I became interested in Pauli Murray when I heard an interview on Democracy Now with Julie Cohen and Betsy West. While Cohen and West were making their documentary about RBG, they learned about Pauli Murray. Murray’s amazing life story motivated them to produce a documentary on her life, My Name Is Pauli Murray. I was intrigued, but the documentary wasn’t available to stream. I decided to read Murray’s biography by Rosalind Rosenberg. I was not disappointed.
This definitive biography is not a quick read, but it is well worth the effort. I learned so much history through the life of this remarkable woman who deserves a place of high honor in U.S. history. As I read her story, I was amazed by her endless accomplishments as she faced racism, sexism, homophobia, and, later in her life, agism. Her family background is complex. Murray was biracial, but she always identified as Black even though she could pass as white. Her roots traced back to both slaves and slave owners. She always felt racially “in between.” From a very early age, she knew she was a boy in a girl’s body. There was no real language to talk about her gender—now we would say they was transgender. This also made her feel “in between.” She saw both race and gender issues from a unique perspective. She came from a respected Black family that valued hard work and education. She decided as a teenager that she wanted to go to college at Columbia in New York City. This was a big dream for a child born in Durham in 1910. While her family was respected in her community, they struggled financially. Murray was plagued by poverty for almost her entire life. Even with her genius and list of accomplishments, she was rarely paid a living wage.
Murray was a published writer (including poetry), lawyer, legal scholar, and activist on behalf of Blacks, women, and labor. She wrote the arguments that became the backbone of the brief that overturned Plessy v. Ferguson. She co-authored the brief for RBG’s famous Supreme Court case Reed v. Reed which opened the door for Murray’s longtime belief that the 14th Amendment could be used to support women’s rights. She was way ahead of her time in terms of understanding the intersectionality of all civil rights issues and the structural dynamics of oppression. She was co-founder, with Betty Friedan, of NOW. Eleanor Roosevelt became her mentor and friend. She knew Langston Hughes and James Baldwin to name a couple of the great intellects in her circle. She was a leader in the Civil Rights Movement. She was feisty and fearless. As a young woman, stranded in CA and needing to get home, she hopped freight trains dressed as a man. Murray searched for a doctor to help her with hormone treatments for her gender dysphoria but failed. Doctor’s also missed diagnosing thyroid disease, so it went untreated for years. Both conditions caused Murray to battle bouts of mania and depression throughout her life. It is hard to believe that one woman with so much against her could accomplish so much. She taught law in Ghana. She was the first Black to receive a JSD degree from Yale Law School. Murray was also a devout Episcopalian. Toward the end of her career, she left her successful and hard won appointment as a professor at Brandeis to go General Theological Seminary in NYC; she graduated in 1976. She was one of the first women to be ordained in the Episcopal Church and the first Black women to become an Episcopal priest. Murray was 67 in 1977 when she joined the priesthood.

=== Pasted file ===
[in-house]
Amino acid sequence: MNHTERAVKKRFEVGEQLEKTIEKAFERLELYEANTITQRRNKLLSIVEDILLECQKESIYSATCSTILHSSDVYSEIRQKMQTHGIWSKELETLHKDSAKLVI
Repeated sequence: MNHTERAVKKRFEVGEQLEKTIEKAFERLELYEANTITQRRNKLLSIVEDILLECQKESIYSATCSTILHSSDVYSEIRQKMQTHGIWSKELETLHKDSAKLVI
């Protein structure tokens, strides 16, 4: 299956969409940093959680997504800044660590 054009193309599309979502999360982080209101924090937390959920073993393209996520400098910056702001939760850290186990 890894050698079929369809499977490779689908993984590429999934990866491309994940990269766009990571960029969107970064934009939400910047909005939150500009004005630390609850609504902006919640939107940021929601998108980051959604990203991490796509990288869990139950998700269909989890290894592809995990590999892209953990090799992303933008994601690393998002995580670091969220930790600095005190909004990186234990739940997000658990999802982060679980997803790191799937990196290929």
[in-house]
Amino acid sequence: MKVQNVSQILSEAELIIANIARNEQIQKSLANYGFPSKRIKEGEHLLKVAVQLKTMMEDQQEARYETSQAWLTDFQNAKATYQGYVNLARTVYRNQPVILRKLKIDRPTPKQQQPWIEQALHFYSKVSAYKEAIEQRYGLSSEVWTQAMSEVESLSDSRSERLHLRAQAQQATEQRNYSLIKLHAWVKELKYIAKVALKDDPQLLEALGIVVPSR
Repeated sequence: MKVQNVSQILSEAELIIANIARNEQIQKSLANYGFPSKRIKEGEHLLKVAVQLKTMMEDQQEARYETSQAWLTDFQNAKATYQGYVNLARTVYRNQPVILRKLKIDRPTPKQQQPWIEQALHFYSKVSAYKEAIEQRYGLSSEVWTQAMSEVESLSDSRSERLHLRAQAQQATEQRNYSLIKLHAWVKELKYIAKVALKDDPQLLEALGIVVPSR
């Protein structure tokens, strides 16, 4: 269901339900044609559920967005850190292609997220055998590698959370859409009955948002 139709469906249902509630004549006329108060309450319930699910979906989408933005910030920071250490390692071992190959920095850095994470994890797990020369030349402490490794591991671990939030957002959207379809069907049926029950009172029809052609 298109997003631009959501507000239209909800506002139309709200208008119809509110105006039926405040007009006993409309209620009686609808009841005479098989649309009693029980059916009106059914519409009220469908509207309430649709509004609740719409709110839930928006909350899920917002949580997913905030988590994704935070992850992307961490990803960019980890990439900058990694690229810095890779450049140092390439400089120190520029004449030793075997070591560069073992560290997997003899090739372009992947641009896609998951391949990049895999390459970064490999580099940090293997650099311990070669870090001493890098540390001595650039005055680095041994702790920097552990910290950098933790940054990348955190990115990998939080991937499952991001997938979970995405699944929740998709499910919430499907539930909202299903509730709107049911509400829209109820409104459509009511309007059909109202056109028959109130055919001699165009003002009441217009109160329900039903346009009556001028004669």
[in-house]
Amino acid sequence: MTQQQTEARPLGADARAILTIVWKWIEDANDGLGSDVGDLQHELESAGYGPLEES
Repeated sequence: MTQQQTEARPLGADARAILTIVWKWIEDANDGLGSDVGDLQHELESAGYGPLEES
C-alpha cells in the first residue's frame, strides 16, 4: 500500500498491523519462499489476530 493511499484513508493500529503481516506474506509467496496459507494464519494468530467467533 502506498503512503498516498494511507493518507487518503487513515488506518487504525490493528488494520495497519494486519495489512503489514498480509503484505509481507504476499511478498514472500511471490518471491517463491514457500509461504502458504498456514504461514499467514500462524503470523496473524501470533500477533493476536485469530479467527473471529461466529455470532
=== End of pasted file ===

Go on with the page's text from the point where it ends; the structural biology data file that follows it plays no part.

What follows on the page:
While Murray was born in 1910, our lives overlapped. I was coming of age in the 60’s during the civil rights movement and the resurgence of feminism. There is so much I was unaware of, so this history through one woman’s struggles and accomplishments was a real gift. It was well worth the time and effort to read Murray’s biography. I’m motivated to continue my relationship with Pauli Murray through some of her own published works. There is also a book that focuses on her relationship with Eleanor Roosevelt, The Firebrand and the First Lady: Portrait of a Friendship by Patricia Bell-Scott, that I plan to read. Pauli Murray truly captured my imagination.
Here’s a sample of Murray’s “confrontation by typewriter” (from the Poetry Foundation):
Mr. Roosevelt Regrets (Detroit Riot, 1943)
BY PAULI MURRAY
Upon reading PM newspaper’s account of Mr. Roosevelt’s statement on the recent race clashes: “I share your feeling that the recent outbreaks of violence in widely spread parts of the country endanger our national unity and comfort our enemies. I am sure that every true American regrets this.”
What’d you get, black boy,
When they knocked you down in the
And they kicked your teeth out,
And they broke your skull with clubs
And they bashed your stomach in?
What’d you get when the police shot
you in the back,
And they chained you to the beds
While they wiped the blood off?
What’d you get when you cried out to
the Top Man?
When you called on the man next to
God, so you thought,
And asked him to speak out to save
What’d the Top Man say, black boy?
“Mr. Roosevelt regrets. . . . . . .”